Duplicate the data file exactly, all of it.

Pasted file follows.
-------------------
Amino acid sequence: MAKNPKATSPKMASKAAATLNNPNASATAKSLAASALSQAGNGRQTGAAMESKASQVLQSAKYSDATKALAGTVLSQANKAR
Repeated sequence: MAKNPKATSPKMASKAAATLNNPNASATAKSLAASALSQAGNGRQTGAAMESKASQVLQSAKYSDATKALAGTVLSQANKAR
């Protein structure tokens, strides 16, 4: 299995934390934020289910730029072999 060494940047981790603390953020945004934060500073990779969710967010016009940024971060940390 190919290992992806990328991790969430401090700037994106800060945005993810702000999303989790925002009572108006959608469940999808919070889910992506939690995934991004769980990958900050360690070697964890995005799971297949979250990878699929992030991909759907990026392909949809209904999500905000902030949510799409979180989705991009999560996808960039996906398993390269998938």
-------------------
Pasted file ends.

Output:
Amino acid sequence: MAKNPKATSPKMASKAAATLNNPNASATAKSLAASALSQAGNGRQTGAAMESKASQVLQSAKYSDATKALAGTVLSQANKAR
Repeated sequence: MAKNPKATSPKMASKAAATLNNPNASATAKSLAASALSQAGNGRQTGAAMESKASQVLQSAKYSDATKALAGTVLSQANKAR
């Protein structure tokens, strides 16, 4: 299995934390934020289910730029072999 060494940047981790603390953020945004934060500073990779969710967010016009940024971060940390 190919290992992806990328991790969430401090700037994106800060945005993810702000999303989790925002009572108006959608469940999808919070889910992506939690995934991004769980990958900050360690070697964890995005799971297949979250990878699929992030991909759907990026392909949809209904999500905000902030949510799409979180989705991009999560996808960039996906398993390269998938």